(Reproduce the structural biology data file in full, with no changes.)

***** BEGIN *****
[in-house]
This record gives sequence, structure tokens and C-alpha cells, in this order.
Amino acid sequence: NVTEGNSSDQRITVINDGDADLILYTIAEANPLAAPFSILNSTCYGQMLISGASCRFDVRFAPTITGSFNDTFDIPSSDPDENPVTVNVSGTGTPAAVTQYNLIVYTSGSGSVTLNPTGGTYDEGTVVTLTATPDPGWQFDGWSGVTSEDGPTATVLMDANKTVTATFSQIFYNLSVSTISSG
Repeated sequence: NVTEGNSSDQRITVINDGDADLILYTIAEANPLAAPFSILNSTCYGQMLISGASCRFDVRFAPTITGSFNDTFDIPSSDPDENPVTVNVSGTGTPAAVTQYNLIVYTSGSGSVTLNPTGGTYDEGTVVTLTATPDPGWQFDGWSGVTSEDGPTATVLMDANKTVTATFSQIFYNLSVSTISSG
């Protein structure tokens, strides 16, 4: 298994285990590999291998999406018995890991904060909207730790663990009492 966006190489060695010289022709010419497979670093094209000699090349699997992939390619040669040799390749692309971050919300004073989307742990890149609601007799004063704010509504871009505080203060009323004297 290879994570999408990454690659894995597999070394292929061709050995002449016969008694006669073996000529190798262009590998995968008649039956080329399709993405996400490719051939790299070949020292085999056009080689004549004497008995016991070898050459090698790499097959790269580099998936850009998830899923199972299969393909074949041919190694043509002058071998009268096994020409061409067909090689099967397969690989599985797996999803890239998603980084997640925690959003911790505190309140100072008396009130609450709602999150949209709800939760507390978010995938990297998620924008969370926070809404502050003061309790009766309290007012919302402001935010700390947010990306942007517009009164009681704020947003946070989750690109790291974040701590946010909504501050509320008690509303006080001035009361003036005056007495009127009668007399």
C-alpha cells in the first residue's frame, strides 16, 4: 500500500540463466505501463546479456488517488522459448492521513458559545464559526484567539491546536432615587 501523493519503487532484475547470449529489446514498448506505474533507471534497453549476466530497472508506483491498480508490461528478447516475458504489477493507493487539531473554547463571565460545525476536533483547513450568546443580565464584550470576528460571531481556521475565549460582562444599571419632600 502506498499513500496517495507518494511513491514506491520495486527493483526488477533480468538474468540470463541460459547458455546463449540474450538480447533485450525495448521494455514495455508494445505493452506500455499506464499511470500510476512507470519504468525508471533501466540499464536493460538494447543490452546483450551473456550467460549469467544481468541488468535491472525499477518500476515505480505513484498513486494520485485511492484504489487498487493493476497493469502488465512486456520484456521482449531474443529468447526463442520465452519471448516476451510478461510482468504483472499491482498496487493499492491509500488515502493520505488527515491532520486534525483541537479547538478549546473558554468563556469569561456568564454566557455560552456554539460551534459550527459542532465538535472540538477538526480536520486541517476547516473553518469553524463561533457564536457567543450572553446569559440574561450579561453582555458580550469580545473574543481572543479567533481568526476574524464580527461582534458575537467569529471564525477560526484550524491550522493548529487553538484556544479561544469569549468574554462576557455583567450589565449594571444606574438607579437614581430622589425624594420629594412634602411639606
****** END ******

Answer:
[in-house]
This record gives sequence, structure tokens and C-alpha cells, in this order.
Amino acid sequence: NVTEGNSSDQRITVINDGDADLILYTIAEANPLAAPFSILNSTCYGQMLISGASCRFDVRFAPTITGSFNDTFDIPSSDPDENPVTVNVSGTGTPAAVTQYNLIVYTSGSGSVTLNPTGGTYDEGTVVTLTATPDPGWQFDGWSGVTSEDGPTATVLMDANKTVTATFSQIFYNLSVSTISSG
Repeated sequence: NVTEGNSSDQRITVINDGDADLILYTIAEANPLAAPFSILNSTCYGQMLISGASCRFDVRFAPTITGSFNDTFDIPSSDPDENPVTVNVSGTGTPAAVTQYNLIVYTSGSGSVTLNPTGGTYDEGTVVTLTATPDPGWQFDGWSGVTSEDGPTATVLMDANKTVTATFSQIFYNLSVSTISSG
């Protein structure tokens, strides 16, 4: 298994285990590999291998999406018995890991904060909207730790663990009492 966006190489060695010289022709010419497979670093094209000699090349699997992939390619040669040799390749692309971050919300004073989307742990890149609601007799004063704010509504871009505080203060009323004297 290879994570999408990454690659894995597999070394292929061709050995002449016969008694006669073996000529190798262009590998995968008649039956080329399709993405996400490719051939790299070949020292085999056009080689004549004497008995016991070898050459090698790499097959790269580099998936850009998830899923199972299969393909074949041919190694043509002058071998009268096994020409061409067909090689099967397969690989599985797996999803890239998603980084997640925690959003911790505190309140100072008396009130609450709602999150949209709800939760507390978010995938990297998620924008969370926070809404502050003061309790009766309290007012919302402001935010700390947010990306942007517009009164009681704020947003946070989750690109790291974040701590946010909504501050509320008690509303006080001035009361003036005056007495009127009668007399």
C-alpha cells in the first residue's frame, strides 16, 4: 500500500540463466505501463546479456488517488522459448492521513458559545464559526484567539491546536432615587 501523493519503487532484475547470449529489446514498448506505474533507471534497453549476466530497472508506483491498480508490461528478447516475458504489477493507493487539531473554547463571565460545525476536533483547513450568546443580565464584550470576528460571531481556521475565549460582562444599571419632600 502506498499513500496517495507518494511513491514506491520495486527493483526488477533480468538474468540470463541460459547458455546463449540474450538480447533485450525495448521494455514495455508494445505493452506500455499506464499511470500510476512507470519504468525508471533501466540499464536493460538494447543490452546483450551473456550467460549469467544481468541488468535491472525499477518500476515505480505513484498513486494520485485511492484504489487498487493493476497493469502488465512486456520484456521482449531474443529468447526463442520465452519471448516476451510478461510482468504483472499491482498496487493499492491509500488515502493520505488527515491532520486534525483541537479547538478549546473558554468563556469569561456568564454566557455560552456554539460551534459550527459542532465538535472540538477538526480536520486541517476547516473553518469553524463561533457564536457567543450572553446569559440574561450579561453582555458580550469580545473574543481572543479567533481568526476574524464580527461582534458575537467569529471564525477560526484550524491550522493548529487553538484556544479561544469569549468574554462576557455583567450589565449594571444606574438607579437614581430622589425624594420629594412634602411639606